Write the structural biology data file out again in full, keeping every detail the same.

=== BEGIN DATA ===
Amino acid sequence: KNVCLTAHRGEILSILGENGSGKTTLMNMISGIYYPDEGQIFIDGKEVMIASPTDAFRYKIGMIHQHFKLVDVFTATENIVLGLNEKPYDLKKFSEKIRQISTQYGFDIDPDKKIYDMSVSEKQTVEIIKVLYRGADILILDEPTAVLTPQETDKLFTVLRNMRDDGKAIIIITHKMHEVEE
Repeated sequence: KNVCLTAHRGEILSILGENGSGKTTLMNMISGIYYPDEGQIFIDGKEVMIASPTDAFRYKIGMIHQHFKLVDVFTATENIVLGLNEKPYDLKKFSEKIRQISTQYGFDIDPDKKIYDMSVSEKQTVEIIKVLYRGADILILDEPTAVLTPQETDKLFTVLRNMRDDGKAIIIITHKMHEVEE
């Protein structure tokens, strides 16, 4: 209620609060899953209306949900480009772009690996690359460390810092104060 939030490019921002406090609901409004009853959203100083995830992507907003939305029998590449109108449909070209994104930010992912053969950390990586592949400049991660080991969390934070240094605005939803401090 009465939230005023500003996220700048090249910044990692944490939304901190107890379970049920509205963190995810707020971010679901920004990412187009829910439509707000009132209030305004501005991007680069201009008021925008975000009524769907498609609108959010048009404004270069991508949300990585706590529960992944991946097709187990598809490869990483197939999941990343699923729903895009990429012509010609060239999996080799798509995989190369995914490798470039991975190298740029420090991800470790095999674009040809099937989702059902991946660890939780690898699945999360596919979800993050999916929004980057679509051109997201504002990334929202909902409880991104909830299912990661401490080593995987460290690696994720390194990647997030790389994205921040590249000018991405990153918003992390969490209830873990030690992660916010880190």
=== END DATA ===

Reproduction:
Amino acid sequence: KNVCLTAHRGEILSILGENGSGKTTLMNMISGIYYPDEGQIFIDGKEVMIASPTDAFRYKIGMIHQHFKLVDVFTATENIVLGLNEKPYDLKKFSEKIRQISTQYGFDIDPDKKIYDMSVSEKQTVEIIKVLYRGADILILDEPTAVLTPQETDKLFTVLRNMRDDGKAIIIITHKMHEVEE
Repeated sequence: KNVCLTAHRGEILSILGENGSGKTTLMNMISGIYYPDEGQIFIDGKEVMIASPTDAFRYKIGMIHQHFKLVDVFTATENIVLGLNEKPYDLKKFSEKIRQISTQYGFDIDPDKKIYDMSVSEKQTVEIIKVLYRGADILILDEPTAVLTPQETDKLFTVLRNMRDDGKAIIIITHKMHEVEE
């Protein structure tokens, strides 16, 4: 209620609060899953209306949900480009772009690996690359460390810092104060 939030490019921002406090609901409004009853959203100083995830992507907003939305029998590449109108449909070209994104930010992912053969950390990586592949400049991660080991969390934070240094605005939803401090 009465939230005023500003996220700048090249910044990692944490939304901190107890379970049920509205963190995810707020971010679901920004990412187009829910439509707000009132209030305004501005991007680069201009008021925008975000009524769907498609609108959010048009404004270069991508949300990585706590529960992944991946097709187990598809490869990483197939999941990343699923729903895009990429012509010609060239999996080799798509995989190369995914490798470039991975190298740029420090991800470790095999674009040809099937989702059902991946660890939780690898699945999360596919979800993050999916929004980057679509051109997201504002990334929202909902409880991104909830299912990661401490080593995987460290690696994720390194990647997030790389994205921040590249000018991405990153918003992390969490209830873990030690992660916010880190």